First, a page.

FIG. 2 depicts a system providing for automatic configuration. In FIG. 2, signals from pins 2 and 3, respectively, are provided on either a first path or a second path depending upon whether a switch (preferably an electrically controlled switch, e.g. a relay) 212 is in a first position 214 abcd or a second position (shown in phantom, 216 a,b,c,d). An electromagnetic actuator, or similar actuator 218 is configured for changing all four switches between the first configuration 214 a,b,c,d and the second configuration 216 a,b,c,d (i.e. providing quadruple pole double throw operation). In response to signals 222 output by a control device 224. The control device 224 can receive and monitor signals 226 from either or both of the lines coupled to the transmit circuitry 122 a or the receive circuitry 128 b.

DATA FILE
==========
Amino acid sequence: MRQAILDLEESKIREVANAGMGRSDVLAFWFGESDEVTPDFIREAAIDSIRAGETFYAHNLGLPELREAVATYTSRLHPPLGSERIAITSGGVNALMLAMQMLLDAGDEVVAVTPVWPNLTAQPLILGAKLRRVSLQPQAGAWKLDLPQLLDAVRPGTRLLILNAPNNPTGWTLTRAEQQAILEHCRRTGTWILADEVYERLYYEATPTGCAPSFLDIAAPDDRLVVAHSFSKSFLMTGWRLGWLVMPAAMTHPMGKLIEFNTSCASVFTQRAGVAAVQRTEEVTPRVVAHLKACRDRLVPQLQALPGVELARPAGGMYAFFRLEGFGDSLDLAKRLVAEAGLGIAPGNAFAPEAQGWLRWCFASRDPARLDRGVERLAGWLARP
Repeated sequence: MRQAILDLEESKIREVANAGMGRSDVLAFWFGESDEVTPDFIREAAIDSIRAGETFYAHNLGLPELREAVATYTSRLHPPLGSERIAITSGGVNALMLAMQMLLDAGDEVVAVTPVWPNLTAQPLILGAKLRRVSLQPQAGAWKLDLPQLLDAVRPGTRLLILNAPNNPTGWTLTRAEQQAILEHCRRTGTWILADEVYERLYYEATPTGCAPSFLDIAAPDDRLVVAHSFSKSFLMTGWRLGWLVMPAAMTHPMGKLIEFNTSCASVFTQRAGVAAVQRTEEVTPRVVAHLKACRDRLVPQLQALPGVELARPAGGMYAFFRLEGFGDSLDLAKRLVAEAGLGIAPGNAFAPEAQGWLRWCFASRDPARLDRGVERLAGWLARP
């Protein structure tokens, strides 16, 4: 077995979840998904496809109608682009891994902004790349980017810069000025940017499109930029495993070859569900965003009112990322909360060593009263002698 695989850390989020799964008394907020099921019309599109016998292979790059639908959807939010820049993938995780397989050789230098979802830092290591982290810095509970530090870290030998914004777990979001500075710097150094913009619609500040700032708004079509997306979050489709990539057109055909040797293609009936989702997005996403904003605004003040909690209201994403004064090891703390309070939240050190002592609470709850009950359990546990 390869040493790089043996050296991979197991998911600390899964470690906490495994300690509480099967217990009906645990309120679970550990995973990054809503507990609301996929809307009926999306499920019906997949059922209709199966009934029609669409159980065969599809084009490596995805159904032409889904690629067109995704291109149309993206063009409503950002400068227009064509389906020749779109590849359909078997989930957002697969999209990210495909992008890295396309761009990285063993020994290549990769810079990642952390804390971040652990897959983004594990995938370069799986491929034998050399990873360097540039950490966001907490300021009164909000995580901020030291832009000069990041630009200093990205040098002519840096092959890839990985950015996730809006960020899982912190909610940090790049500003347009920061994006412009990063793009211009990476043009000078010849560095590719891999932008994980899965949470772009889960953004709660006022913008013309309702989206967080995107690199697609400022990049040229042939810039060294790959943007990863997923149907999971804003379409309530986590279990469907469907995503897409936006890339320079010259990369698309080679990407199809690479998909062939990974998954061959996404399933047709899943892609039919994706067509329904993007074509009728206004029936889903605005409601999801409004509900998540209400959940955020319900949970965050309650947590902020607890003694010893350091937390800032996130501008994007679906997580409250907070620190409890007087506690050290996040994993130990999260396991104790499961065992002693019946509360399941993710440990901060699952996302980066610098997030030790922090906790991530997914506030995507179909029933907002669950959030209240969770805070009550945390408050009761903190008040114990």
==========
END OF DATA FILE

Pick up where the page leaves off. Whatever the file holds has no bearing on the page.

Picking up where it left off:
In the first path (defined when the switch 212 is in the first position 214 a,b,c,d) signals from pin 2 228 are provided (via a first protective transformer 232 a) to transmit circuitry 122 a and signals from the third pin 234 are provided (via a second protective transformer 232 b) to receiver circuitry 128 a. When the control circuitry 224 controls the electromagnet 218 so as to place the switches in the second position 216 abcd, signals at the first at pin 2 228 are provided, via crossover lines 236 to the RX circuitry 128 a and signals at the third pin 234 are provided, via crossover circuitry 238 to the TX circuitry 122 a. In this way, when the switches 212 are in the first position 214 abcd, the equipment 244 is configured as DCE and when the switches are in the second position 216 abcd, the equipment 244 is configured as DTE.